CDFI Impact Blog



Somerset Recycling Promotes Environmentally Friendly Manufacturing Recycling Promotes Environmentally Friendly Manufacturing<div class="ExternalClassAC7D1D594EA34C3290C6245E39FF9435"><p>Somerset Recycling Services, Inc. (Somerset Recycling) has been in business since 1984 as a for-profit recycling company. Somerset Recycling primarily recycles polyethylene materials, but also recycles other plastics, including PET, polypropylene, nylon, polystyrene, and PVC.</p><p><a href="/Documents/Kentucky%20Highlands%20Investment%20Impact%20Story%20091517.pdf" target="_blank">To read the full story, click here.</a></p></div>2017-10-05T15:22:00ZLocal Impact37GP0|#e5ca169a-3210-4374-8024-08bc93cb9c65;L0|#0e5ca169a-3210-4374-8024-08bc93cb9c65|CDFI Bond Guarantee Program;GTSet|#52f34ab0-6f81-4fe6-b393-2715c7089532;GP0|#aa879898-17ab-4355-9d1a-daba86eeeb29;L0|#0aa879898-17ab-4355-9d1a-daba86eeeb29|Kentucky
Tackling Banking Deserts By Giving New Life to Unused Real Estate Banking Deserts By Giving New Life to Unused Real Estate<div class="ExternalClass61683918A3F0450FA5E0A75A806E3FB4"><h3>A BEA Program Success Story - HOPE Credit Union Receives Two Regions Bank Branches </h3> <br> <p>Last month, the CDFI Fund announced the selection of 102 FDIC-insured depository institutions to receive $18.6 million in fiscal year (FY) 2016 Bank Enterprise Award Program (BEA Program) grants. </p><p>The BEA Program recognizes that it takes financial institutions of different types and sizes to meet the various needs of communities across the nation. One of the primary objectives of the BEA Program is to encourage mainstream financial institutions to provide financial support to certified CDFIs. The BEA Program achieves this objective by prioritizing awards to applicants that provide loans and investments to certified CDFIs and in FY 2016, 59 BEA Award Recipients provided more than $61 million in qualified loans and investments to 56 certified CDFIs. </p><p>Each of these investments was beneficial to the CDFI that received it, and I’d like to tell you about one that I thought was creative and unique. In 2015, Regions Bank, a large FDIC-insured depository institution, donated two brick-and-mortar branch locations in rural Mississippi to HOPE Enterprises, a Certified CDFI credit union. In addition to donating the branches, Regions Bank also provided HOPE with a $500,000 grant to cover operating expenses which helped to ensure that HOPE’s presence in these communities would be a success. </p><hr /><p style="width:48%;text-align:center;font-size:9pt;margin-right:1%;margin-bottom:0.5em;"> </p><p style="text-align:center;"> <img alt="Moordhead Branch" src="/SiteCollectionImages/Project%20Images/MoorheadBranch2.png" style="width:450px;" /> </p><div> <span class="ms-rteFontSize-1"> <em>In 2015, Regions Bank conveyed two empty branches in rural Mississippi to HOPE Credit Union. In addition, Regions provided HOPE an operating grant to support HOPE’s expansion into the highly economically distressed communities of Itta Bena and Moorhead. This donation qualified Regions for a Bank Enterprise Award and will allow HOPE to expand into a banking desert. </em></span></div></div><p> </p><hr /><p>The branches are located in highly distressed census tracts in the cities of Itta Bena and Moorhead, Mississippi. According to the 2006-2010 American Community Survey data: the Itta Bena branch is located in a census tract that has a poverty rate of 40.2 percent and an unemployment rate of over 15 percent; and the Moorhead branch is located in a census tract with an poverty rate of 48.4 percent and an unemployment rate of more than 24 percent. </p><p>This investment counted towards Regions Bank FY 2016 BEA Program Award of $172,199.00. More importantly, however, it provided the physical infrastructure needed for HOPE to expand into these highly distressed rural communities which will ensure that their customers will have access to affordable and safe financial products and services for many years to come. In June 2017, CDFI Fund Director Annie Donovan was able to visit these branches. Director Donovan noted that, “what I saw in the Mississippi Delta is consistent with our findings in the<a href="/news-events/news/Pages/news-detail.aspx?NewsID=260&Category" target="_blank"> BEA Evaluation</a>. Program participants are reaching deeply distressed communities.” </p><p>In nearly six years of working on the BEA Program, I cannot recall seeing a more unique example of a mainstream financial institution collaborating with a certified CDFI. I encourage others to think creatively about how they participate in the BEA Program. </p><p> <i>David Fleites is a Senior Policy and Program Officer for the Bank Enterprise Award Program and New Markets Tax Credit Program</i></p>David Fleites2017-10-12T14:52:00ZLocal Impact38GP0|#6977010d-91c8-405e-8f44-4df9b1fb4ec9;L0|#06977010d-91c8-405e-8f44-4df9b1fb4ec9|Bank Enterprise Award Program;GTSet|#52f34ab0-6f81-4fe6-b393-2715c7089532;GP0|#1df1c2cf-45f2-4333-8365-93be361333ee;L0|#01df1c2cf-45f2-4333-8365-93be361333ee|Mississippi;GP0|#7b1b324b-5c91-4ed6-af66-b40a11835afb;L0|#07b1b324b-5c91-4ed6-af66-b40a11835afb|Credit Unions;GP0|#6c6d17ef-fcb5-4e67-b444-d90ca9e01872;L0|#06c6d17ef-fcb5-4e67-b444-d90ca9e01872|Banks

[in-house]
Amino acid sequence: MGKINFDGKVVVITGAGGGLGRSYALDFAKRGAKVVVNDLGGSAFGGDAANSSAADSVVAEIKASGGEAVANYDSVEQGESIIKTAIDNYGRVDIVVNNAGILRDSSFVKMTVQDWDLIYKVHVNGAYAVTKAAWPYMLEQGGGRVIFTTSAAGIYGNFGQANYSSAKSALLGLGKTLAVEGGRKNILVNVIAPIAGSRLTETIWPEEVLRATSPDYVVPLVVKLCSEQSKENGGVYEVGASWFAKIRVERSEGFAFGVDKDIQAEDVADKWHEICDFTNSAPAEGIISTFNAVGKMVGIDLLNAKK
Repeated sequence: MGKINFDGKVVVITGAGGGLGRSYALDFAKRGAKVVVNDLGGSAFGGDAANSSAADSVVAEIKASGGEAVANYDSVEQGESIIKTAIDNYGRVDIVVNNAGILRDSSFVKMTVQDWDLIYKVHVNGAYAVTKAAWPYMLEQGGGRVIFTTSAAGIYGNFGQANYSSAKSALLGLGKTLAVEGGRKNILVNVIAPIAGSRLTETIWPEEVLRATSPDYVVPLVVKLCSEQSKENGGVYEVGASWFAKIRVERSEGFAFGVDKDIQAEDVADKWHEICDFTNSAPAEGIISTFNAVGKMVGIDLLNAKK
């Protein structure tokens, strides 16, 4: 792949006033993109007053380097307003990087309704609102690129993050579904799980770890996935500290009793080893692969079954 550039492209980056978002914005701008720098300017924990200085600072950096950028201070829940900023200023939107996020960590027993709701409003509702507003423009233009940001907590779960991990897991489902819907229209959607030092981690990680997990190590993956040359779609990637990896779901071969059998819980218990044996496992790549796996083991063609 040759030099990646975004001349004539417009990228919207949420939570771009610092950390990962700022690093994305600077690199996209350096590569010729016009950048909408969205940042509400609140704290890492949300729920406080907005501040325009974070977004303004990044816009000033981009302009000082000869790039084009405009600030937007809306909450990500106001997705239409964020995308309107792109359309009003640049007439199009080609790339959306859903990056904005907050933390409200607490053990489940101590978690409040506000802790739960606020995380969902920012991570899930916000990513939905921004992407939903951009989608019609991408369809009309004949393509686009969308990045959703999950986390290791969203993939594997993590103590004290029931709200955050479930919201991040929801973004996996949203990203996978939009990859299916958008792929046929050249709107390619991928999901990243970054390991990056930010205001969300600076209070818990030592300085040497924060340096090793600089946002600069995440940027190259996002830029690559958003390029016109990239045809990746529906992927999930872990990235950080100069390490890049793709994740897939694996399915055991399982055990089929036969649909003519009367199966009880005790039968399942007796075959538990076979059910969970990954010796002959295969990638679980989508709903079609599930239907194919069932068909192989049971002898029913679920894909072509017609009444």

Program Notes: A Deeper Look at the FY 2017 CDFI Program and NACA Program Award Round Notes: A Deeper Look at the FY 2017 CDFI Program and NACA Program Award Round <div class="ExternalClass18DBB30805C04F3DA3DB49E4EB162190"><p>Recently, CDFI Fund Director Annie Donovan spoke at the <a href="/news-events/Pages/speeches-detail.aspx?SpeechID=49" target="_blank">2017 Opportunity Finance Network Conference </a>about how there were more awardees under the fiscal year (FY) 2017 award round of the Community Development Financial Institutions Program (CDFI Program) and Native American CDFI Assistance Program (NACA Program) than ever before in the history of the CDFI Fund. The <a href="/news-events/news/Pages/news-detail.aspx?NewsID=269" target="_blank">303 awardees operate in all 50 states, the District of Columbia, and the U.S. territories.</a></p><p>This impressive statistic illustrates the essential goal of the reforms we made to the FY 2017 application: to increase the impact of CDFIs by supporting their growth, reach, and performance. The group of 303 awardees includes 50 organizations receiving Financial Assistance awards for the first time. By reaching more CDFIs, and new CDFIs, the CDFI Fund supports the expansion of affordable financial services and lending across the country. The large number of awardees isn’t the only success story in the FY 2017 award round, however. The CDFI Fund met other objectives, such as:</p><p> <b>Serving areas of Persistent Poverty:</b> The Consolidated Appropriations Act for Fiscal Year (FY) 2017 required that 10 percent of the funds awarded by the CDFI Fund under the appropriation “shall be used for awards that support investments that serve populations living in” Persistent Poverty Counties (PPCs). PPCs are defined as counties where 20 percent or more of the population has lived in poverty over the past 30 years. These counties can be found in the United States in both rural and urban areas.</p><p>For the FY 2017 CDFI Program and NACA Program award round, one third of the awardees - 101 CDFIs – committed to serving PPCs. 92 CDFIs received $20.1 million in Financial Assistance awards specifically for investments in PPCs, which is in addition to the work that CDFIs already do in PPCs. In addition, nine CDFIs headquartered in PPCs received Technical Assistance awards. </p><p> <b>Geographic representation:</b> Beyond areas of persistent poverty, the FY 2017 CDFI Program and NACA Program awards will reach a broad swath of low-income communities across the United States. The awardees will serve rural, major urban, and minor urban target markets. In particular, 29% of the awardees primarily serve rural target markets; 14% of Americans live in rural communities, and face particular challenges with access to affordable financial services. </p><p> <b>Institutional proportionality:</b> CDFIs can be various types of financial institutions, from banks or credit unions to loan funds or venture capital funds. The revised application was designed, in part, to make it easier for CDFIs to demonstrate the impact they’d be able to achieve with an award regardless of what type of financial institution they are. As a result, the percentage of the 224 CDFIs that received CDFI Program Financial Assistance awards in the FY 2017 round closely mirrored the percentage of institution types that applied:</p><p> <b><a href="/SiteCollectionImages/PublicationImages/CDFI%202017%20App%20and%20Award%20Table%20102517.JPG" target="_blank">Table 1: Financial Institution Types that Received CDFI Program FA Awards vs. Applied </a><sup><a href="#1">1</a></sup></b></p><p> <b>Customer service:</b> Another objective of the revised application was to make the questions easier to understand, less repetitive, and less time-consuming to complete. The CDFI Fund surveyed the FY 2017 applicant pool to see if we achieved these objectives. Of the applicants that responded to the survey that had previously applied for a Financial Assistance award:</p><ul><li><p>43% thought that the revised application was easier to understand than the old application; 43% thought that the difficulty was about the same;</p></li><li><p>50% thought that the revised application was less repetitive than the old application; 45% thought the amount of repetitiveness was about the same; and</p></li><li><p>32% thought that the revised application took less time to complete than the old application; 43% thought it took about the same amount of time.</p></li></ul><p>The survey respondents also provided helpful feedback on the application process and the information the CDFI Fund provides during the application round. The CDFI Fund will be reviewing all of the comments closely as we continue to refine our application materials. Thank you to everyone who responded to the survey for your time and thoughts. </p><p>I’m pleased that our applicants thought that we were moving in the right direction with the application changes. Even though the respondents had suggestions for how we can continue to improve, 79% of the survey respondents thought that the application allowed them to accurately describe their organization and the impact they could make with an award, which is the primary objective of the application as a whole. I am especially proud that with the application changes this year we were able to reach a broad pool of awardees that will have significant impact in low-income communities across the United States. </p><p>Learn more about the FY 2017 award round on the <a href="/news-events/news/Pages/news-detail.aspx?NewsID=269" target="_blank">CDFI Fund’s website</a>. More information about the CDFI Program can be found at <a href="" target="_blank"></a>, and the NACA Program at <a href="" target="_blank"></a>.  </p><p> <i>Amber Kuchar-Bell is the Program Manager for the CDFI Program and the CDFI Fund’s Native Initiatives</i></p> <br> <hr /> <footer> <ol><li id="1"> <i>View the CDFI Fund’s <a href="/Documents/FINAL%202017%20CDFI%20Award%20Book%20091817_for%20web.pdf" target="_blank">FY 2017 CDFI Program Award Book </a>for more information about the different types of Financial Assistance awards (CORE vs. SECA) and for more information about the awardee pool. </i></li><p> </p></ol> </footer> </div>Amber Kuchar-Bell2017-10-26T13:00:00ZPrograms and Initiatives39GP0|#0760f5d5-6360-4d45-ba32-761ff5345cd1;L0|#00760f5d5-6360-4d45-ba32-761ff5345cd1|CDFI Program;GTSet|#52f34ab0-6f81-4fe6-b393-2715c7089532;GP0|#c890ec6f-810e-4c92-a8a0-1af04abbffc9;L0|#0c890ec6f-810e-4c92-a8a0-1af04abbffc9|Native Initiatives